SEIF SHARIF HAMAD AT THE TIME WHEN HE WAS A CHIEF MINISTER OF ZANZIBAR
Zanzibar comprises of the island of Unguja and Pemba with an estimated population of about 700,000 people. Historical evidence attests ton the fact that people of diverse cultural and racial background, while traversing the high seas, made the islands there primary transit point. Later on came the more permanent settlement. This racial intermingling over the centuries has produced the present-day social fabric better known as “the cultural pot pouri” – for which the islands are singularly famous all over the world and provides source of pride and dignity for its people. For centuries, during its glorious historical period, the islands radiated its culture and political influence to countries far beyond the Great Lakes to the West and the Comoros to the East.
Historically, the islands had been a Sultanate since the 19th century. In 1832 the ruler of Oman, Seyyid Said bin Sultan (later to became the first Sultan of Zanzibar) transferred his capital from Muscat to Zanzibar. In 1890 Zanzibar was granted the British protectorate status and the Foreign Office responsible for Protectorate Affairs ran the administration through the Sultanate and its Arab administrative institutions. In 1913 the Foreign Office in London handed over the responsibility for Zanzibar Affairs to the Colonial Office, and in 1926 the regular colonial system of government was introduced – with both the Executive and Legislative Councils on the one hand and the Judicature on the other.
MOHAMMED SHAMTE (ZPPP), ALI MUHSIN (ZNP), ABDULRAHMAN BABU (UMMA PARTY) AND ABEID KARUME (ASP), LEADING ZANZIBAR POLITICIANS DURING 1960s
It was during this period that the notions of national sovereignty and political independence began to take shape in the minds of the people. This political consciousness was in fact given impetus by certain discriminatory laws forcibly applied by the colonial administration against the people of Zanzibar. “The Rinderpest Revolt” of 1954 was epoch-making in the sense that for the first time in their history the peasants of Zanzibar rose in a revolt against the colonial government.
This uprising, in a single blow, shattered the myth that the colonial government was invincible, marked the beginning of mass organisations, and ushered in the new era of active “party politics”.
Between 1956 and 1960, two commissioners were appointed to advise the government on a scheme for elections – respectively headed by Mr. Walter Coutts and Sir Hillary Blood. This was followed by general elections at different times.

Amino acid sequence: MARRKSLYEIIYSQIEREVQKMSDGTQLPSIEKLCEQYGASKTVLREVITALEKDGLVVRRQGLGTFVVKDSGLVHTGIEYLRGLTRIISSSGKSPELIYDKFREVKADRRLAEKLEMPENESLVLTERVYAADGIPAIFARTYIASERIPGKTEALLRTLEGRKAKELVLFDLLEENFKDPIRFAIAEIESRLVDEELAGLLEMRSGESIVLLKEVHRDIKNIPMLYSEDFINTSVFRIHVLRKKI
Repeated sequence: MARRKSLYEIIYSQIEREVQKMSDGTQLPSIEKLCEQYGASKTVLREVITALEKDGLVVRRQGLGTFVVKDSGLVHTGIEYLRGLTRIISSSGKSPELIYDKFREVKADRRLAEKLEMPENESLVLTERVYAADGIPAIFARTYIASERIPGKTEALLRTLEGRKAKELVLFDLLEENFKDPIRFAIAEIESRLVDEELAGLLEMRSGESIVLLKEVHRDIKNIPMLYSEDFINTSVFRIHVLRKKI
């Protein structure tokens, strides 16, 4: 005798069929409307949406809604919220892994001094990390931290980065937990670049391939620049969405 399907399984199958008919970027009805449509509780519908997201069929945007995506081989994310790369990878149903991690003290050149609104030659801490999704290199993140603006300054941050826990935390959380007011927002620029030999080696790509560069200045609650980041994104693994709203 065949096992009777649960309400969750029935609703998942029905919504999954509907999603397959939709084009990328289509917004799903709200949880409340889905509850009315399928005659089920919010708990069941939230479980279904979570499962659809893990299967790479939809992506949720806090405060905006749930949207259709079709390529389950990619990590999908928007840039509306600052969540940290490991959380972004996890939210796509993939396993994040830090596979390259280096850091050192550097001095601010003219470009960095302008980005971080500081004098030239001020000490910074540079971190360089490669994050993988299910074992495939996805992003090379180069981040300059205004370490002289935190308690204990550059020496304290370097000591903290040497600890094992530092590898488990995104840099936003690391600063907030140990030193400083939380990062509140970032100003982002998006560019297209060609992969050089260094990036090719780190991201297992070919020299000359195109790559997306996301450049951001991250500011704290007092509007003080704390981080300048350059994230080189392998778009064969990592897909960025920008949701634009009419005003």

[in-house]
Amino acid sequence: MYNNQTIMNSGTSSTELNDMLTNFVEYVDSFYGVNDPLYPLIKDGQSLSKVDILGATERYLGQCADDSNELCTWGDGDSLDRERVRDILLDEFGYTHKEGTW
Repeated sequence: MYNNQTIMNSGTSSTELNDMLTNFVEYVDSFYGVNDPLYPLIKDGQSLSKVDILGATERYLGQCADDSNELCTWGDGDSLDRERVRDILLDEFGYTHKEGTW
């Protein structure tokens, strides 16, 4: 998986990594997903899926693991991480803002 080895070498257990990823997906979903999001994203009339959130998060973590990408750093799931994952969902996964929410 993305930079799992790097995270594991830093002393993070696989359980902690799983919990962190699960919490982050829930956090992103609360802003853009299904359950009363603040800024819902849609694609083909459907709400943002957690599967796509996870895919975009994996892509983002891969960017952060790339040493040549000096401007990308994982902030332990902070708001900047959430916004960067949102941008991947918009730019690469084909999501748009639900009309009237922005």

In May 1963, the Constitution Decree was passed and the executive council was replaced by a cabinet of ministers. The National Assembly was established in place of the Legislative Council, with all its 31 members to be elected.
On 24th June 1963, Zanzibar was granted internal self-government and a new Constitution was brought into effect. This was followed by the last general election which commenced on the 8th July 1963. The elections resulted in the formation of a co-alition government between the Zanzibar Nationalist Party (ZNP) and the Zanzibar and Pemba Peoples’ Party (ZPPP) which together had won 18 seats compared to 13 of the Afro Shiraz Party (ASP).
In September 1963, a major Constitutional Conference was held at Lancaster House in London to discuss the granting of independence to Zanzibar. It was agreed that 10th December 1963 be the date for independence and in November 1963 a Bill Supplement published the first Constitution of independent Zanzibar.
The Independence Constitution marked the end of 73 years of British rule. It was the first comprehensive constitutional document for Zanzibar and was modeled after the Westminster Constitution, maintaining the Sultan as the head of state and the Prime Minister as the head of government.
However, the Independence Constitution did not survive long. On January 12th 1964, exactly one month after independence, a violent revolution took place. This joint ASP -Umma Party coup d’etat overthrew the ZNP/ZPPP government and installed in its place a Revolutionary Council. As a result of the overthrow of the co-alition government led by Sheikh Mohammed Shamte, the Sultan Seyyid Jamshid bin Abdallah and his family fled the country. The constitution was suspended and with the proscription of the ZNP and ZPPP, Zanzibar was declared a one-party republic state.